Designing control systems for autonomous vehicles in mixed-autonomy situations
Project Members: Ahmed Allibhoy
Traffic jams are responsible for billions of dollars in losses and wasted energy. Although traffic jams occur when vehicle density exceeds a certain threshold, they may also occur without any trigger at all. The instability of equilibrium flow in traffic systems is a fundamental consequence of the way humans drive -- their reactions to drivers in front of them causes small perturbations to propagate down a single chain of vehicles and amplify.
Autonomous vehicles present an opportunity to mitigate this problem as they can be programmed to behave in a manner as to prevent disturbances from equilibrium flow from magnifying, thus halting the propagation of a traffic wave. However, it will be a long time before autonomous vehicles fully replace human drivers, and in the near future human drivers and autonomous vehicles will be shar ing the same roads.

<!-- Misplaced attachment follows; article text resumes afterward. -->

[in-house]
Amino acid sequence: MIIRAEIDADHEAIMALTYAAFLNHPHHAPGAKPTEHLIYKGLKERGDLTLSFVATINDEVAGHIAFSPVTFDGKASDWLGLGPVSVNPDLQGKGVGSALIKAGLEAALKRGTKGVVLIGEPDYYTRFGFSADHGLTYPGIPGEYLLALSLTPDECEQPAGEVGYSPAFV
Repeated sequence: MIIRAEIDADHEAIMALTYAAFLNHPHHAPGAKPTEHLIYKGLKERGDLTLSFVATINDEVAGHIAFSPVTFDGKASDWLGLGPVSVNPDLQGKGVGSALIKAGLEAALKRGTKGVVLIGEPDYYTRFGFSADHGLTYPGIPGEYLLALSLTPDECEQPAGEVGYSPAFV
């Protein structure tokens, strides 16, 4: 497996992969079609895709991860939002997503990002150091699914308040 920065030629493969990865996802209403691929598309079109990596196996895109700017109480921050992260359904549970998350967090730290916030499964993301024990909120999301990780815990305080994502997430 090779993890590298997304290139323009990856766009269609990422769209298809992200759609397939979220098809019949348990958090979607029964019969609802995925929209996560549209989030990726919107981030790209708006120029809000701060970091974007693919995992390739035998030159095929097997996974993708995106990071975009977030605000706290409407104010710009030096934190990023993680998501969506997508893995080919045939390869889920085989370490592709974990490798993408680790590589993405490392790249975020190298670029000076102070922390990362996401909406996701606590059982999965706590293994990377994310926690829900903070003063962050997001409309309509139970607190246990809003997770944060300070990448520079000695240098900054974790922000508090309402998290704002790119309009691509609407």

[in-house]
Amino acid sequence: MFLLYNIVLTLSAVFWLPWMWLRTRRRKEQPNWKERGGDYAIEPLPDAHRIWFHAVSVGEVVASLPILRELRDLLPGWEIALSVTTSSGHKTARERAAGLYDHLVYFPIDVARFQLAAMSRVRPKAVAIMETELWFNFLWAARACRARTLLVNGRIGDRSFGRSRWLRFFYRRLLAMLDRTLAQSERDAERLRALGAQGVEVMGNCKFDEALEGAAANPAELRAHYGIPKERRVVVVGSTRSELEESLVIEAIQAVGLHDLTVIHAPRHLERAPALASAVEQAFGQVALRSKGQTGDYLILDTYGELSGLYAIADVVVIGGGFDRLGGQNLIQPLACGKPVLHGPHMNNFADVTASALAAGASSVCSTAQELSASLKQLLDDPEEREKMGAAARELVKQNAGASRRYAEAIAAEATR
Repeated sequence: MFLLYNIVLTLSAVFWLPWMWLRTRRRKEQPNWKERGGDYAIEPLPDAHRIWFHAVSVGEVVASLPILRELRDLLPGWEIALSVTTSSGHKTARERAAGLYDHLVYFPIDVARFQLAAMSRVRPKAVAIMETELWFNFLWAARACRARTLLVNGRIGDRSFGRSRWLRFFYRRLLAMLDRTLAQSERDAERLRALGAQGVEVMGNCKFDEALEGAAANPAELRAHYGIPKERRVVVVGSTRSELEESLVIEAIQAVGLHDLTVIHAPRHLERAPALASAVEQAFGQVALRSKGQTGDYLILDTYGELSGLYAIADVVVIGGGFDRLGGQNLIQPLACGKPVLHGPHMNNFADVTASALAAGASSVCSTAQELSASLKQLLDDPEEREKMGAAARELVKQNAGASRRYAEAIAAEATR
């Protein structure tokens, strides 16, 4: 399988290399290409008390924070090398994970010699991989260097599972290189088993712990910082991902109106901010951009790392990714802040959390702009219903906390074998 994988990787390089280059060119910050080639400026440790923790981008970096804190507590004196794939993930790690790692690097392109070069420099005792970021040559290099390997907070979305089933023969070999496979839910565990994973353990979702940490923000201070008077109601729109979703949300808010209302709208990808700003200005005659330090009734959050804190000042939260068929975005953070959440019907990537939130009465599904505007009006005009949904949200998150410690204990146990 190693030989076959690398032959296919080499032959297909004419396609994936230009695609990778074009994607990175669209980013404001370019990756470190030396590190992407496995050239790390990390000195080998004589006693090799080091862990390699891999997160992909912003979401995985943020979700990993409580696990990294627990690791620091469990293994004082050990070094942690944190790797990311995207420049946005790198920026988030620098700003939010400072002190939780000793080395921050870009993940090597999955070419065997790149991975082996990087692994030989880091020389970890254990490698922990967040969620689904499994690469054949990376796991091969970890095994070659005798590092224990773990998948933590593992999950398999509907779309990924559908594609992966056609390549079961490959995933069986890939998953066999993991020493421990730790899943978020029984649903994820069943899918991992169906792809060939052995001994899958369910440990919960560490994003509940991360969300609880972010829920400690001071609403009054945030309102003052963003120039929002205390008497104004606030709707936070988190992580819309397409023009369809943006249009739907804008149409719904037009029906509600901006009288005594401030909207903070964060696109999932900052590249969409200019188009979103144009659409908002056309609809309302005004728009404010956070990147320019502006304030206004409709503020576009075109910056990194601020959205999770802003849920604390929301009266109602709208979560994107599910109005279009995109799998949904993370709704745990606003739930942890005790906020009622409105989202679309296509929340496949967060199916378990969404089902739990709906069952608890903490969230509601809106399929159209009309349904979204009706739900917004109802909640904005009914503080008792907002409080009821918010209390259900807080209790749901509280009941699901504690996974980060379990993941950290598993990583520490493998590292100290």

Research suggests that in mixed autonomy situations, it is still possible for autonomous vehicles to improve traffic flow . If we can program autonomous vehicles to influence people to drive better, they may attenuate traffic waves and improve vehicle throughput. Advances in autonomous vehicle technology provide us with the opportunity improve safety, get people to their destinations faster, and dramatically increase the capacity of existing highways without requiring major overhauls or additions to our transportation infrastructure.